First, we’ll explore the ads on each page. After launching Shazam we found no ads on the home screen. The first ad we encounter is when switching to the My Shazam tab. Here, we see a go90 ad on the AdSense network. The ad didn’t appear to change after three minutes, so I switched over to the Charts tab. Here, we’re greeted by our old pals at Google Play! It looks like all the ads will be over the AdSense network, which means they’re encrypted.

I clicked on the new Sia song, Cheap Thrills and was taken to this page. There’s a sponsored ad that might be native, and there’s another google ad when you expand the lyrics screen.

This is where we switched AdClear on. With its security certificate, AdClear will get rid of those annoying Google ads. We backed out to the Charts screen, and we’re greeted by a black bar. This is a good sign! I then revisited the Sia page, and the sponsored ad is still there. This may be out of our hands if it’s native to the screen, but we’ll count it as a loss.

After expanding the lyrics, the ads are gone again. Unfortunately, upon revisiting the My Shazam tab, the go90 ad was still there. So, we’ll chalk up another loss.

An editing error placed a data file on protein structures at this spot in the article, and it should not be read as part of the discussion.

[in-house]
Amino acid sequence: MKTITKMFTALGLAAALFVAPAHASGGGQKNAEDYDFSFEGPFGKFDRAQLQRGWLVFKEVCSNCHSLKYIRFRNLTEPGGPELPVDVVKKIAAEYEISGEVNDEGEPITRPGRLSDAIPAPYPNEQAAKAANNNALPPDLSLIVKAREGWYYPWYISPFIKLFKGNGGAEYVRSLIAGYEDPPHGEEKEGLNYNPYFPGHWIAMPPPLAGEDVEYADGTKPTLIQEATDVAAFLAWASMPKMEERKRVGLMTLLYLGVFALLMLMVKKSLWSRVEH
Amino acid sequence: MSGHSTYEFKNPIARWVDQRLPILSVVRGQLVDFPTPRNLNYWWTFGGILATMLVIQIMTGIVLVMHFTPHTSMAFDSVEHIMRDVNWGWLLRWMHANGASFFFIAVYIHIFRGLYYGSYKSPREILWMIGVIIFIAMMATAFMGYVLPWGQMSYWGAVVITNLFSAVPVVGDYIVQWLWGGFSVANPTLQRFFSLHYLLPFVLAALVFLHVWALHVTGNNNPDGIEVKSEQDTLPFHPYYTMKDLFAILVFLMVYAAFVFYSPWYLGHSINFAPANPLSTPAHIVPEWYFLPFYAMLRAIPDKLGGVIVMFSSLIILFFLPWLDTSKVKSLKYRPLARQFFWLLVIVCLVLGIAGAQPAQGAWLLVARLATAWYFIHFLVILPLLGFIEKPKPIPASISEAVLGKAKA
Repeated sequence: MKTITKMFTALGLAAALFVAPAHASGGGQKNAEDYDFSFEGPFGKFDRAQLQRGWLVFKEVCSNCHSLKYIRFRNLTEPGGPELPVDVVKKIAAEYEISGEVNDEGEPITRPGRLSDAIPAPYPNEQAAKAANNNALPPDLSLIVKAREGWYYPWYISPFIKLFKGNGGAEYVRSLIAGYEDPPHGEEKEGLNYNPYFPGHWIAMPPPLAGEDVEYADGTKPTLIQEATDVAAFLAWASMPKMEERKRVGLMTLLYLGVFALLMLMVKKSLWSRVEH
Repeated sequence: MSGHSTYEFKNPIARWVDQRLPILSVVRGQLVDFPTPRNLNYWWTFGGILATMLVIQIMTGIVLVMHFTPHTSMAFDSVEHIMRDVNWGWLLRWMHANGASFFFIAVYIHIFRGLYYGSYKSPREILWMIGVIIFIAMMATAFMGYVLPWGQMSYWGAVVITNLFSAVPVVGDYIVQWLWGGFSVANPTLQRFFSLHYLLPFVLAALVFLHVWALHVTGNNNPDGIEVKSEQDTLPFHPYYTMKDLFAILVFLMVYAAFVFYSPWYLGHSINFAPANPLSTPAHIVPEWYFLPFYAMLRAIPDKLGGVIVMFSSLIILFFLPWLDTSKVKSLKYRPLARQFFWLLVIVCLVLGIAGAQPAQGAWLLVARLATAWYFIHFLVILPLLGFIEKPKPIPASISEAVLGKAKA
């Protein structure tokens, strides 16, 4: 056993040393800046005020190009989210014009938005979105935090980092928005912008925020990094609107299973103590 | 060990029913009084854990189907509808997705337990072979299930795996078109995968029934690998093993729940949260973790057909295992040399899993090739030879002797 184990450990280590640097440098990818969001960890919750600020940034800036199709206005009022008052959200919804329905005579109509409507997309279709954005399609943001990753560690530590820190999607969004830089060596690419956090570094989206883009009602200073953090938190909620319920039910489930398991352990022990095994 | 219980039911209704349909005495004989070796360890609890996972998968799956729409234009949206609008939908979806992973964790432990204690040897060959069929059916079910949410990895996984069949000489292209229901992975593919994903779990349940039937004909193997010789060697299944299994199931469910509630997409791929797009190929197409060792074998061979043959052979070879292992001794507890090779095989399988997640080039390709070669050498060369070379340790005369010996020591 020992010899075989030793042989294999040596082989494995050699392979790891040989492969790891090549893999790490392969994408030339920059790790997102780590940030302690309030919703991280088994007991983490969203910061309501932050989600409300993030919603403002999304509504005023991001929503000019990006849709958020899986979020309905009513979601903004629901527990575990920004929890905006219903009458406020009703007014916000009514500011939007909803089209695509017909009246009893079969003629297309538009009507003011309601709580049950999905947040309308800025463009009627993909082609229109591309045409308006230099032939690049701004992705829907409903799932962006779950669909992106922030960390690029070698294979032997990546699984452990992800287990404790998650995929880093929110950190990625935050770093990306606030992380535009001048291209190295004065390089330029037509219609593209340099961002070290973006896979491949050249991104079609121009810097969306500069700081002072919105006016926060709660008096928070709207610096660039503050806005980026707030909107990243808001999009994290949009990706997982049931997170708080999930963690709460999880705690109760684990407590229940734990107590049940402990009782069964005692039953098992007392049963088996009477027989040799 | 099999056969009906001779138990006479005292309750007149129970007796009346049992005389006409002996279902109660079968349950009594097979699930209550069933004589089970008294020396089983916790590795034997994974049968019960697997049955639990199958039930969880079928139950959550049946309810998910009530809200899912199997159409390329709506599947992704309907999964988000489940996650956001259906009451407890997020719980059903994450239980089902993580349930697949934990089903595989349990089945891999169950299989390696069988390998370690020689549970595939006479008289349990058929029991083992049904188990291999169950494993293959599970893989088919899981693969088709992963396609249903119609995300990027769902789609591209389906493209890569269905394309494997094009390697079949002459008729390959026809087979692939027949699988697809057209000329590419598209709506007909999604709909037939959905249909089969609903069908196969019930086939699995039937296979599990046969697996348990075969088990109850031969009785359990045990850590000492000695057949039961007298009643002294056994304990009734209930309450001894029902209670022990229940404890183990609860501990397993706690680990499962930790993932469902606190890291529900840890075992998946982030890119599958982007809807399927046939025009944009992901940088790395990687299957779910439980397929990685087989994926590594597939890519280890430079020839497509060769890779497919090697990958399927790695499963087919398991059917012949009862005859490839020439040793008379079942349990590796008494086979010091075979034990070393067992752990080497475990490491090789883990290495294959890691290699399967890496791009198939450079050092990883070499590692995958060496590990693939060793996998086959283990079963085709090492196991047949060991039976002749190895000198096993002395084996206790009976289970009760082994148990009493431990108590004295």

Finally, I wanted to test the song identification function. I tested out an instrumental song to see what the page would do without lyrics. Here we see that there was a banner ad that we’ve blocked, and at the bottom, the same type of ad is still there.

When checking AdClear, it shows we’ve blocked 27 ads in less than five minutes That means 27 out of 30, or 90% of ads, were blocked. There are many ad requests occurring in the background that you may not see. That’s why anything less than 100% isn’t good enough for us, but those ads could equate to megabytes of data use when away from a wifi connection. Before you use Shazam, make sure you’ve got AdClear running! It could save you a lot of data! AdClear is available to download from our website.

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App Analysis #1: Zedge Ringtones

We’re beginning a new series where we look into the ads in applications. We will use an app for a decent amount of time and figure out how it utilizes ads. Then, we will try to determine how well AdClear blocks them. Up first is Zedge Ringtones. It’s consistently in the top 25 free apps and has over 100 million downloads. It’s also inundated with ads.